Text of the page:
This guide is intended to help owners of rental properties in Australia determine:
- what rental income is assessable for tax purposes
- what expenses are allowable deductions
- what records you need to keep, and
- what you need to know when you sell your rental property.
When you own a rental property, you may also need to know about capital gains and goods and services taxes, negative gearing, pay as you go instalments and the effects of the general value shifting regime.
Many of the expenses associated with your rental property will be deductible. We explain:
- How to apportion your expenses if only part of them are tax deductible.
- What expenses are not deductible.
- When you can claim those expenses that are deductible - some you can claim in the year they occur; others must be claimed over a number of years, including decline in value of depreciating assets and capital works expenses.
New this year
The guide has been expanded this year to include a comprehensive list of assets found in residential rental properties. The assets are identified according to whether they are depreciating assets and eligible for a decline in value deduction, or may be eligible for a capital works deduction. The Commissioner's determinations of effective life for more than 150 depreciating assets are also included. Some of the determinations are new and apply only to assets acquired on or after 1 July 2004.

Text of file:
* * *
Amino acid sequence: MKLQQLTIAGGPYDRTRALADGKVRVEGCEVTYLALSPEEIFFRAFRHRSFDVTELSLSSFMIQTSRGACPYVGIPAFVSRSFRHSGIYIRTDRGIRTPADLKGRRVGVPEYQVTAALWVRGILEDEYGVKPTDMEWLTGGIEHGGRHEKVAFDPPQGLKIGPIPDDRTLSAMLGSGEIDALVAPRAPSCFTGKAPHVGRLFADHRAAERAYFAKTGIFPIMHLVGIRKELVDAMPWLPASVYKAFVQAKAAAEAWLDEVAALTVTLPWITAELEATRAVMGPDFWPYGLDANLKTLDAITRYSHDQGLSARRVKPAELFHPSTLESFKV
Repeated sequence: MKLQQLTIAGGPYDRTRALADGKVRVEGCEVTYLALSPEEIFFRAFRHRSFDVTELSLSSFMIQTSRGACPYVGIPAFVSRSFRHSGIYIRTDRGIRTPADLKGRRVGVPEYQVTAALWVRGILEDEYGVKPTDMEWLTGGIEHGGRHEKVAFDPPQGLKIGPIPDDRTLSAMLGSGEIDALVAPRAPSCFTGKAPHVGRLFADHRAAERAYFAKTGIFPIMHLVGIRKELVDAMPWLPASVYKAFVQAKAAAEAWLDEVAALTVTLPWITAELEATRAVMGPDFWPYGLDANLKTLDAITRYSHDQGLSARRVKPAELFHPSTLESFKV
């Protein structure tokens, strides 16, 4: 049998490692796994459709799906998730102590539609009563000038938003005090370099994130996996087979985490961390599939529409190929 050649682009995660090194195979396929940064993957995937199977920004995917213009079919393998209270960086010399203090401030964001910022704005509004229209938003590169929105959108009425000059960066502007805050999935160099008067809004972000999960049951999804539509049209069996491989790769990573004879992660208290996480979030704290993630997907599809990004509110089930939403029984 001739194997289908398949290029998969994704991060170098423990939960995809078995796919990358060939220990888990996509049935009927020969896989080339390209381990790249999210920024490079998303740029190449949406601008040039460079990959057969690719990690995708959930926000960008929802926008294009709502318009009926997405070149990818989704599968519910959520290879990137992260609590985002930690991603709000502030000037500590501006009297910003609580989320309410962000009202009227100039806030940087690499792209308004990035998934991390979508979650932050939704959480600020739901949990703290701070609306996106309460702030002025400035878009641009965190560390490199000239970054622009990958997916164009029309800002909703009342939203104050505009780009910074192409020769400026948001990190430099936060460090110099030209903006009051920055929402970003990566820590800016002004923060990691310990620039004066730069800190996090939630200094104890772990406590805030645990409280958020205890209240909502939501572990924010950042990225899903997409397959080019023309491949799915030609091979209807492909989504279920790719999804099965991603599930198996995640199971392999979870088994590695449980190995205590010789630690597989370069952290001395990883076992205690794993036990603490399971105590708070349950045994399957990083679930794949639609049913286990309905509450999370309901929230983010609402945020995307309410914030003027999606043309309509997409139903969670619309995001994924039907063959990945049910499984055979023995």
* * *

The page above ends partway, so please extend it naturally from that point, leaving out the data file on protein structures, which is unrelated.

We have also included a summary of the principles we used to categorise these items that you may use to assess any items in your residential rental property that are not shown on the list.
Is your rental property outside Australia?
If your property is located outside Australia special rules apply to the deductibility of your rental property expenses. Question 19 in TaxPack2004 supplement contains further information on foreign source income. If you are unsure of your obligations, contact your recognised tax adviser or the Tax Office.
The examples given in this publication featuring Mr and Mrs Hitchman are based on the assumption that the Hitchmans own their rental properties as joint tenants who are not carrying on a rental property business.